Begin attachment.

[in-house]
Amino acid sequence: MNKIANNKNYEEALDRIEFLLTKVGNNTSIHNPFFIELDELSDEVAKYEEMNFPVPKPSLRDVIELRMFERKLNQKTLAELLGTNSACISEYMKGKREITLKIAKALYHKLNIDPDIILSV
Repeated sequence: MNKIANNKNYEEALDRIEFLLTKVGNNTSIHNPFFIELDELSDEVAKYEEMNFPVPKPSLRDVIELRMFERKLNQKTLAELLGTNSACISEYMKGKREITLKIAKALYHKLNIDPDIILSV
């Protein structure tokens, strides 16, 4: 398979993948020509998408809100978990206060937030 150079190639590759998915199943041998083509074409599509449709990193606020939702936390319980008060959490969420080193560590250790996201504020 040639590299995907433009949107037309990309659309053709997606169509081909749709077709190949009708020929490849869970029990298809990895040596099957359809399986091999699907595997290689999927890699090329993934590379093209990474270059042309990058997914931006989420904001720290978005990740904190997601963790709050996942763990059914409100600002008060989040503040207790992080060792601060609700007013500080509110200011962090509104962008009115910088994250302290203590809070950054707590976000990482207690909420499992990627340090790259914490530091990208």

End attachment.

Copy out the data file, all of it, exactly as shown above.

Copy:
[in-house]
Amino acid sequence: MNKIANNKNYEEALDRIEFLLTKVGNNTSIHNPFFIELDELSDEVAKYEEMNFPVPKPSLRDVIELRMFERKLNQKTLAELLGTNSACISEYMKGKREITLKIAKALYHKLNIDPDIILSV
Repeated sequence: MNKIANNKNYEEALDRIEFLLTKVGNNTSIHNPFFIELDELSDEVAKYEEMNFPVPKPSLRDVIELRMFERKLNQKTLAELLGTNSACISEYMKGKREITLKIAKALYHKLNIDPDIILSV
């Protein structure tokens, strides 16, 4: 398979993948020509998408809100978990206060937030 150079190639590759998915199943041998083509074409599509449709990193606020939702936390319980008060959490969420080193560590250790996201504020 040639590299995907433009949107037309990309659309053709997606169509081909749709077709190949009708020929490849869970029990298809990895040596099957359809399986091999699907595997290689999927890699090329993934590379093209990474270059042309990058997914931006989420904001720290978005990740904190997601963790709050996942763990059914409100600002008060989040503040207790992080060792601060609700007013500080509110200011962090509104962008009115910088994250302290203590809070950054707590976000990482207690909420499992990627340090790259914490530091990208």